Obesity Driving Disability Rate Up

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Disability rates rose sharply in the last two decades among those under 60, and obesity appears to be the main reason, according to a study released Thursday.

The Rand Corp. study — published in the journal Health Affairs — said the health of young Americans is getting worse. It found the number of people ages 30-49 who could not care for themselves or do other routine tasks increased by more than half from 1984 to 2000. Meanwhile, the elderly have become less likely to suffer such disabilities.

"We've always had the assumption that medical science is advancing and that people are getting healthier, but that is not the case," said Darius Lakdawalla, lead author of the study.

For those 30- to 39-years-old, the number reporting disabilities increased from 118 per 10,000 people to 182 per 10,000 people from 1984 to 1996. Among those 40- to 49-years-old, the number rose from 212 per 10,000 to 278 per 10,000 in the same period.

There were smaller but still significant increases for people ages 18 to 29 as well as those 50 to 59, the study found.

However, disability declined by more than 10 percent for those 60 to 69, the study said.

The leading causes of disability are mental illness and musculoskeletal problems — such as chronic back pain — which are linked to obesity.

The number of cases stemming from musculoskeletal problems and diabetes grew more rapidly than those from other problems during the length of the study. The proportion that were diabetes-related doubled. Obesity is a major factor in the development of diabetes.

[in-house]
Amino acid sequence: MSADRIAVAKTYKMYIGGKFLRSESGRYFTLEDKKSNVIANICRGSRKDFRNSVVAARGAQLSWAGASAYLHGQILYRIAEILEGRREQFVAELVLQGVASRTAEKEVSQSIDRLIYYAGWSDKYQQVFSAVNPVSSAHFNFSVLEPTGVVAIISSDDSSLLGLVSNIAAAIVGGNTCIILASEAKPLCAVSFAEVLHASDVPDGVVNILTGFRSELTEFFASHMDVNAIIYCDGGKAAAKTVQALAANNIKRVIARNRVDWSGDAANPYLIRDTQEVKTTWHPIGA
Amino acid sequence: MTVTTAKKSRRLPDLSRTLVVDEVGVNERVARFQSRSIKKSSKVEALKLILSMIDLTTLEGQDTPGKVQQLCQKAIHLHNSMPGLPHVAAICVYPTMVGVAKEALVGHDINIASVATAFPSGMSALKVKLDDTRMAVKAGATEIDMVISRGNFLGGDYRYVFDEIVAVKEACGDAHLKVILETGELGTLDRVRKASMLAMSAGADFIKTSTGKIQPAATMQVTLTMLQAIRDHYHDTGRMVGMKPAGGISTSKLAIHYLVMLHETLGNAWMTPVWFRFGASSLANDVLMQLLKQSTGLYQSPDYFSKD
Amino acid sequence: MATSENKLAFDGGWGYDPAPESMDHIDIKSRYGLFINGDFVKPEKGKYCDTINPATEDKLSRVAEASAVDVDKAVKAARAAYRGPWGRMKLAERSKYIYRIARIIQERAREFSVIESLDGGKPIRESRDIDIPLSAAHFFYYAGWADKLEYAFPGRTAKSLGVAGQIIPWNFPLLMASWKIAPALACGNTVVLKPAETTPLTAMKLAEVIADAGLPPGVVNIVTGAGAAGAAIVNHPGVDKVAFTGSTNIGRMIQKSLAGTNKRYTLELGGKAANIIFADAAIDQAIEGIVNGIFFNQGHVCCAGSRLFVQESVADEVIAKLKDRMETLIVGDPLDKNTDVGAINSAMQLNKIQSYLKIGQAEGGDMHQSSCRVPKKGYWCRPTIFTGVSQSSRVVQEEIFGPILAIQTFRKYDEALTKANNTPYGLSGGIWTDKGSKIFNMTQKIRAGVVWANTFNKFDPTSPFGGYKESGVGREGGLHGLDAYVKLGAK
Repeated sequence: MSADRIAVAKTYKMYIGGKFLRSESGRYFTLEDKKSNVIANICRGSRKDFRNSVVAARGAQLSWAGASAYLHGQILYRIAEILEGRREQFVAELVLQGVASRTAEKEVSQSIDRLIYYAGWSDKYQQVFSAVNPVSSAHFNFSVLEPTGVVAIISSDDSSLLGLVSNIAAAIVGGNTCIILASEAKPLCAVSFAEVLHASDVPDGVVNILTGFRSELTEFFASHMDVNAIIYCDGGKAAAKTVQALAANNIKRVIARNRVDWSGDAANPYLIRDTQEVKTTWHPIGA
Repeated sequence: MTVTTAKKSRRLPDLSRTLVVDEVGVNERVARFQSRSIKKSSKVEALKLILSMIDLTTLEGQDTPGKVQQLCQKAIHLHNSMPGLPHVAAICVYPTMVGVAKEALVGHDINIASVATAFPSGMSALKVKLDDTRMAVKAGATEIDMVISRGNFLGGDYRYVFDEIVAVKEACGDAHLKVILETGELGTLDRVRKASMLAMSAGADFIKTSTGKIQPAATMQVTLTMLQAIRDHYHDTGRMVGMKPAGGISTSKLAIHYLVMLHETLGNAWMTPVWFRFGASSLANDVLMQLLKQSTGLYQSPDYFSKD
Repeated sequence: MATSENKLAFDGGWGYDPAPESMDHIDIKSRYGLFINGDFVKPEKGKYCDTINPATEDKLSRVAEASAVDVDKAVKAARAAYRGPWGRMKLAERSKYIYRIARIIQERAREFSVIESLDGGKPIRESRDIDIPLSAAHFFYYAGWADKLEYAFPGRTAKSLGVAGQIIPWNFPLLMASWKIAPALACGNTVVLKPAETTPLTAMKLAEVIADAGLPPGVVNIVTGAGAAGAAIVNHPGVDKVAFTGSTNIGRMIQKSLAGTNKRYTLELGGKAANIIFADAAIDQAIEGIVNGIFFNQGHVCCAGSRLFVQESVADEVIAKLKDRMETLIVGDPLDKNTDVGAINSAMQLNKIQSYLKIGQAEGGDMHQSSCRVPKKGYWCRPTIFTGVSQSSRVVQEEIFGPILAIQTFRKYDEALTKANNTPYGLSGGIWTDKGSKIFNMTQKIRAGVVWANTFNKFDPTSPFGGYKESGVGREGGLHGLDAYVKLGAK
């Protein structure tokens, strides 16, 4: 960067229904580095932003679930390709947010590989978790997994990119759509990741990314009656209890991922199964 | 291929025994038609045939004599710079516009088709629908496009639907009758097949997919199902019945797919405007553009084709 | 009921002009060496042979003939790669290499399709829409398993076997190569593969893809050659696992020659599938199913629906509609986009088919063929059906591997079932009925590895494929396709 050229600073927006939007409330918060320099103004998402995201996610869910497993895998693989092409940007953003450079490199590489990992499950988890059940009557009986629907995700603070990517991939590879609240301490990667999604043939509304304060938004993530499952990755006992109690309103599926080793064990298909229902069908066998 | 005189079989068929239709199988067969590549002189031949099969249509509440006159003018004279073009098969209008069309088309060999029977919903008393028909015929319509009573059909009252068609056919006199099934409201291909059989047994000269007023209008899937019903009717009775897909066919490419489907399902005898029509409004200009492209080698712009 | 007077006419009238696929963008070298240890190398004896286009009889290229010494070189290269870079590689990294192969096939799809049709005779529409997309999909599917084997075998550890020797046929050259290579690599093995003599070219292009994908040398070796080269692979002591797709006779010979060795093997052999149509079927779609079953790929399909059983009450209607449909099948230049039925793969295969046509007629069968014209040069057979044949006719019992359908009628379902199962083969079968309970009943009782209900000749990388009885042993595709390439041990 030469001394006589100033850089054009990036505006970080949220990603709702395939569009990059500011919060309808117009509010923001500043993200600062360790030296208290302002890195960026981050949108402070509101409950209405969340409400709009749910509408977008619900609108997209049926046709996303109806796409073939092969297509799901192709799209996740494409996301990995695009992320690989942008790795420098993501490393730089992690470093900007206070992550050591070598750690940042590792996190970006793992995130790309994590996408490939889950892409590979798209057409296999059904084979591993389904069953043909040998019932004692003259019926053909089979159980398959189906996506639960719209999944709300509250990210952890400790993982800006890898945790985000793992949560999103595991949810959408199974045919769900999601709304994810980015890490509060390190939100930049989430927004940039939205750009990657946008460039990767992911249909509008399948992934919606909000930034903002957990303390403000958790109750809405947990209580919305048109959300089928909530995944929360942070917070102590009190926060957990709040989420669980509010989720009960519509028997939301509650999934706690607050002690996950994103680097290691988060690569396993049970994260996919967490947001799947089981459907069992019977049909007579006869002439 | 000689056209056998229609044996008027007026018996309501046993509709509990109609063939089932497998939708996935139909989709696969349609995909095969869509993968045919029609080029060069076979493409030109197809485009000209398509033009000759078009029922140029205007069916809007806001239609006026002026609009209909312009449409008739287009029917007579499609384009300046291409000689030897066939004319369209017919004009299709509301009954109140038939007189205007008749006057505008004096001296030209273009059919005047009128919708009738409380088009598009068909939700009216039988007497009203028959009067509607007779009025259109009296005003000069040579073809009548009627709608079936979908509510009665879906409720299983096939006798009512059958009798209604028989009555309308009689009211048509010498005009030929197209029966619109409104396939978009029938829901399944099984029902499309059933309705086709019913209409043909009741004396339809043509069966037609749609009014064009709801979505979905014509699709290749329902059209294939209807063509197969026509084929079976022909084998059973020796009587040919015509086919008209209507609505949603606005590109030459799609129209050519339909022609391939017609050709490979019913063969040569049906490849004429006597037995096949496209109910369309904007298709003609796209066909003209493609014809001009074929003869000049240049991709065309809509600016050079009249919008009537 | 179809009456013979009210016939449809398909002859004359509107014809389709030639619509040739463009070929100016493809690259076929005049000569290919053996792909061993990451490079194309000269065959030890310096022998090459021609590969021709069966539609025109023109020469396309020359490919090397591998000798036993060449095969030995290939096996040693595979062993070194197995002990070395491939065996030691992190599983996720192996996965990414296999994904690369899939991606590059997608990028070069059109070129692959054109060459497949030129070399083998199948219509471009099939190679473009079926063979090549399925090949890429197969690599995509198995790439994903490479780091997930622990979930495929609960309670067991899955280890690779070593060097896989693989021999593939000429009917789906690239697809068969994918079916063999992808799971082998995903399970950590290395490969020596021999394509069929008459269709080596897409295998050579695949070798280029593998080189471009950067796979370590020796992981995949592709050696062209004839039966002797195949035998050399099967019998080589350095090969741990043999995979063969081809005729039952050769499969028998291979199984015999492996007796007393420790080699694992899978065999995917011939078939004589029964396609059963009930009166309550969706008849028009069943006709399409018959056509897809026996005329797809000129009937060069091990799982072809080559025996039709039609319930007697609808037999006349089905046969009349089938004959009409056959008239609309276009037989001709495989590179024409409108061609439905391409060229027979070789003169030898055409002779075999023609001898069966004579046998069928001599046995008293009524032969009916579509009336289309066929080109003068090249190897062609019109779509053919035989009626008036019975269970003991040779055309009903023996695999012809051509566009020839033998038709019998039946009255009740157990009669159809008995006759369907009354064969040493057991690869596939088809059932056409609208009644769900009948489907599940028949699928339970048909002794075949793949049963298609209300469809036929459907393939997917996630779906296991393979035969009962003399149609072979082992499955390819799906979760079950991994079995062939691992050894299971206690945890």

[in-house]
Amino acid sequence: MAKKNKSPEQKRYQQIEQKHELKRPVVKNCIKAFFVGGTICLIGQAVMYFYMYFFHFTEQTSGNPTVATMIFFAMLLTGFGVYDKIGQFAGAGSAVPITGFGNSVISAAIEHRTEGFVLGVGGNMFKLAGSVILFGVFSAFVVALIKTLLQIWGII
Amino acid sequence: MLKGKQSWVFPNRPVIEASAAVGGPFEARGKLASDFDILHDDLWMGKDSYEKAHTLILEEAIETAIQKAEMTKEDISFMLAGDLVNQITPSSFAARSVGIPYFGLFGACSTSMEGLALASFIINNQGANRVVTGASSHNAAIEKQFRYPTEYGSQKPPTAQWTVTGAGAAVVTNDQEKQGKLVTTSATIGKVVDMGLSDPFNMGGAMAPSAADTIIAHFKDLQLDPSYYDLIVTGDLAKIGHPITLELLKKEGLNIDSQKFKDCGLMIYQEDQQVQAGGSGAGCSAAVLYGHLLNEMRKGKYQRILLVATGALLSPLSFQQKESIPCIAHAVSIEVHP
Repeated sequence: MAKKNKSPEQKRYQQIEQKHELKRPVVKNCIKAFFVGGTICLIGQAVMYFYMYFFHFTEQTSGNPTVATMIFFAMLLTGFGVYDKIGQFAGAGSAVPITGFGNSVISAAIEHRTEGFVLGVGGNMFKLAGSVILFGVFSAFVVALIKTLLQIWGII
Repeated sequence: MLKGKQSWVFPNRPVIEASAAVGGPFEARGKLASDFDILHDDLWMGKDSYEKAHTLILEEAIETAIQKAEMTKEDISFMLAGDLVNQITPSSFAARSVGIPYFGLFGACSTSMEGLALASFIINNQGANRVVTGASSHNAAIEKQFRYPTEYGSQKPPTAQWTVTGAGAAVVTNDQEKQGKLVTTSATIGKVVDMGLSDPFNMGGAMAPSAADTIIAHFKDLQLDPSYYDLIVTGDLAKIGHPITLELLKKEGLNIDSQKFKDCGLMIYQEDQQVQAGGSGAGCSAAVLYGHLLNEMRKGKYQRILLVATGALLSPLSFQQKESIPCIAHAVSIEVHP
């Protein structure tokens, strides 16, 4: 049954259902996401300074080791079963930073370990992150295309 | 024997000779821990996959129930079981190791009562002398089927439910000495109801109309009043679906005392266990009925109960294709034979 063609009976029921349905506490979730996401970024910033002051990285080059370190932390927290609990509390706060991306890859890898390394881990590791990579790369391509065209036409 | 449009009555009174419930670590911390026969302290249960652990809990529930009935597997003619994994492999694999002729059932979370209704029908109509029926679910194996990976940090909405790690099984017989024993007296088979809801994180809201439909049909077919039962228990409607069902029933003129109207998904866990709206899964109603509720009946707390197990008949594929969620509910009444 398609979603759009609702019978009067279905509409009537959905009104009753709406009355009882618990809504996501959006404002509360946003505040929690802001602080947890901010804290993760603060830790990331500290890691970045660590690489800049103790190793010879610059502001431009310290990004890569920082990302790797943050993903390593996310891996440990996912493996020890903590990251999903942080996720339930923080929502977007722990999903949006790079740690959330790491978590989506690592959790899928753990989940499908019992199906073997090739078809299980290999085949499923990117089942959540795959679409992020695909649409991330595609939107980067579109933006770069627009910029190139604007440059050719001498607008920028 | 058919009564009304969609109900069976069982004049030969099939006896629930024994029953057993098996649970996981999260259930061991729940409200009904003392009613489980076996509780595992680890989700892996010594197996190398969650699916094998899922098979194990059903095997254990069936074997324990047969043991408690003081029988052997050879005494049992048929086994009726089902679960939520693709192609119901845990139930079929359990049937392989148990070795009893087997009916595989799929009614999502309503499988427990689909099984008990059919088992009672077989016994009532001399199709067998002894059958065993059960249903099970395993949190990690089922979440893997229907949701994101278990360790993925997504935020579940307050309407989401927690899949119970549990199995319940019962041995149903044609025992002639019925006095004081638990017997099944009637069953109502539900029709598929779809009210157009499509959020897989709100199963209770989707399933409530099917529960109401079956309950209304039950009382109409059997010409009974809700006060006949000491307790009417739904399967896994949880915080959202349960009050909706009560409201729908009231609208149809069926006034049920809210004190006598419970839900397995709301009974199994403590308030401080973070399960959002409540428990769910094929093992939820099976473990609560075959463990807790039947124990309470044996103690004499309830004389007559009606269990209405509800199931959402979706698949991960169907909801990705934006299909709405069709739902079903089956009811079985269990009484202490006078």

"People today find it's very cheap to eat and expensive to exercise," Lakdawalla said.

The ballooning obesity problem isn't the only culprit, the study said.

The growth in disability could be the result of increased incentives to report disability and could be linked to advancing medical technology, the report said. Medical advances have saved people who normally would have died, but many end up needing help and going on disability.

Researchers warned that the increase in the disability rate could mean higher health care costs in the future.

The Rand Corp., a nonprofit research group, studied people between the ages of 18 and 69 using data from the National Health Interview Survey which gathers information from about 36,000 households annually. The data covered the years 1984 to 2000.

Support for the study was provided by the Centers for Medicare and Medicaid Services and the National Institute on Aging.